Charles Krauthammer told viewers Tuesday on “Special Report with Bret Baier” that when it comes to breaking allegations about President Trump by the New York Times, “I think what is really stunning is that nobody, not even from the White House, has come out under their own name in defense of the president here.”

“Who is going to step out now and defend the president in these denials?” Krauthammer continued.

Late Tuesday the New York Times published a story which stated that Trump asked then FBI Director James Comey to end a federal investigation into former national security advisor Michael Flynn in a February Oval Office meeting. Comey reportedly detailed the meeting in a memo, writing that Trump told him “I hope you can let this go.” The White House has denied the report.

Russian jet 'buzzed' US Navy recon plan in Black Sea

By Lucas Tomlinson

The day before Russian Foreign Minister Sergey Lavrov visited Washington, a Russian fighter jet flew dangerously close to a US Navy reconnaissance aircraft flying in the Black Sea on Tuesday. 

The Russian jet came as close as 20 feet to its American plane and remained that close for five minutes, according to a US defense official to Fox News. 

"While this one was considered by the flight crew to be safe and professional, this sort of close encounter certainly has the possibility to become dangerous in a hurry," added the US defense official.  

The Russian jet was armed with six air-to-air missiles under its wings. 

Unlike Russian intercepts in the past, this Russian jet approached the US Navy recon plan "slowly," according to the official.   The entire encounter lasted about an hour.  

"It goes on almost every day of the week," said the official. 

The latest Russian incident in the Black Sea comes a month before the US military kicks off a series of military exercises in the region.  

In February, Russian fighter jets buzzed a US Navy destroyer in the Black Sea on the same day the US Army unloaded dozens of tanks and hundreds of soldiers in a nearby Romanian port along the Black Sea.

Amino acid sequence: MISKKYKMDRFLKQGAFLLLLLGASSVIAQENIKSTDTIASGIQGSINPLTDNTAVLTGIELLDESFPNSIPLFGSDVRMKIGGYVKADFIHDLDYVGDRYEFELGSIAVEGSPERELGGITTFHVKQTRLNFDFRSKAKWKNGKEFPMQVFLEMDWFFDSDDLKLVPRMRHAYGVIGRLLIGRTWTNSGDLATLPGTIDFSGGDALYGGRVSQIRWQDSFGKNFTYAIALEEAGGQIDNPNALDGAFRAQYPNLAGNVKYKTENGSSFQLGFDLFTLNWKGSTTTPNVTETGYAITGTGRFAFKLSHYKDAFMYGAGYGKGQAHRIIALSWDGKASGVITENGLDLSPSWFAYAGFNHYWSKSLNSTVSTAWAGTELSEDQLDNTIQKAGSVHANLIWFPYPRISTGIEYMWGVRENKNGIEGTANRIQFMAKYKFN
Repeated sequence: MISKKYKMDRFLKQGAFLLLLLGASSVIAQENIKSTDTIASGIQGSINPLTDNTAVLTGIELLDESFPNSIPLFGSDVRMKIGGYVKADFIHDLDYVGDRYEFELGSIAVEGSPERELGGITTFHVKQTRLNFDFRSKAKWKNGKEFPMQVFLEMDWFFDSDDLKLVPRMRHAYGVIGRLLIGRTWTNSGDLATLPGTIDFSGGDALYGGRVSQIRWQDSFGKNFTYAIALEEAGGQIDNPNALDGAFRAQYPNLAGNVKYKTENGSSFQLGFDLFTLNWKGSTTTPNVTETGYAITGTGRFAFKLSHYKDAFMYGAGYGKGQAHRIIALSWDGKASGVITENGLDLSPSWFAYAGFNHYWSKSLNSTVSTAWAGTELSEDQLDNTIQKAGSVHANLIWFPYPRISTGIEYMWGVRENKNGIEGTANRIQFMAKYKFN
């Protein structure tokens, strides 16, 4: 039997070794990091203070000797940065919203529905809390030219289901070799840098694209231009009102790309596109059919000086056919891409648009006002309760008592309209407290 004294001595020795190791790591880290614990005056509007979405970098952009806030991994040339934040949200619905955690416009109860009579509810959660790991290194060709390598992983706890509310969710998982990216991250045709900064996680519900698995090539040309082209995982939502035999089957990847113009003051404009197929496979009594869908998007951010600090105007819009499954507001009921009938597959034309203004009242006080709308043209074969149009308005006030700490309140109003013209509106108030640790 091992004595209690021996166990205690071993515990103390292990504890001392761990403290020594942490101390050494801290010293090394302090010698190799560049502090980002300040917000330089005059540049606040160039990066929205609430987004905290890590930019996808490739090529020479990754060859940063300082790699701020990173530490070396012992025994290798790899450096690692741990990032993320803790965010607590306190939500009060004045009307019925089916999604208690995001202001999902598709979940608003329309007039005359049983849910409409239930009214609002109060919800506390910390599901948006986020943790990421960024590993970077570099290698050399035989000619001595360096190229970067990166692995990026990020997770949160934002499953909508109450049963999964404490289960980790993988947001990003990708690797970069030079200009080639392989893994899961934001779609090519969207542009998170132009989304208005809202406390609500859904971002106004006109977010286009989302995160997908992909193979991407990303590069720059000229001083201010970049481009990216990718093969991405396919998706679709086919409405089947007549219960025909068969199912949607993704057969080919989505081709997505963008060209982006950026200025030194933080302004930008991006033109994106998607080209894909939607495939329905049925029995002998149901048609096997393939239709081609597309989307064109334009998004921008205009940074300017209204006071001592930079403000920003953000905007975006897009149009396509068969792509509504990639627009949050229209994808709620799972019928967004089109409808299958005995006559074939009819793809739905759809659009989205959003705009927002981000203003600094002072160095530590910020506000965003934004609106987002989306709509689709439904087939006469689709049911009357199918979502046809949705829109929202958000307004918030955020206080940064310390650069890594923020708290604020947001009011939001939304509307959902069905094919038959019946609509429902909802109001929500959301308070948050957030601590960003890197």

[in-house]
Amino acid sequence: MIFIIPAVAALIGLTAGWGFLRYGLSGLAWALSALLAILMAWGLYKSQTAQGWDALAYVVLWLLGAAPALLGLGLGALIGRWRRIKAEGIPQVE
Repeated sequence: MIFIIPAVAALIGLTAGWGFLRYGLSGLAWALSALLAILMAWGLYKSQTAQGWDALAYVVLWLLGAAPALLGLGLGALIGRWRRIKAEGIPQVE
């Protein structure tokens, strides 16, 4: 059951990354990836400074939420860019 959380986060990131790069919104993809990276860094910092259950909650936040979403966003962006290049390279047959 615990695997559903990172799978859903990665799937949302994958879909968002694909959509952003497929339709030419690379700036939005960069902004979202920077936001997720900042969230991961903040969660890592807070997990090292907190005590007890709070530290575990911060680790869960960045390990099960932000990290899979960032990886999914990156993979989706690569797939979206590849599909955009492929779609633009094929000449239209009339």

When asked about the timing of the incident coming a day before Lavrov's visit to Washington to meet President Donald Trump and Secretary of State Rex Tillerson, the official asked, "what were we doing flying that day?"

The latest Russian provocation comes a week after a pair of Russian Bear Bombers and fighter jets flew near Alaska prompting the US Air forces to dispatch F-22 stealth figter jets to intercept the Russian formation. 


Pentagon: Mattis meets Turkish PM in London, days after US says it will arm Syrian Kurds

Reporting by Lucas Tomlinson

Two days after the Pentagon said it would supply arms to Syrian Kurds, whom NATO-ally Turkey considers terrorists, Defense Secretary Jim Mattis met the Turkish Prime Minister on the sidelines of a conference in London Thursday, a defense department spokesperson said in a statement.

Both leaders “affirmed their support for peace and stability” in Iraq and Syria, said Pentagon Chief Spokesperson Dana W. White.

It was the first face-to-face meeting between top US and Turkish officials since the Pentagon announcement.

Just a few weeks ago, Turkish jets carried out airstrikes against the US-backed Kurds in Iraq and Syria.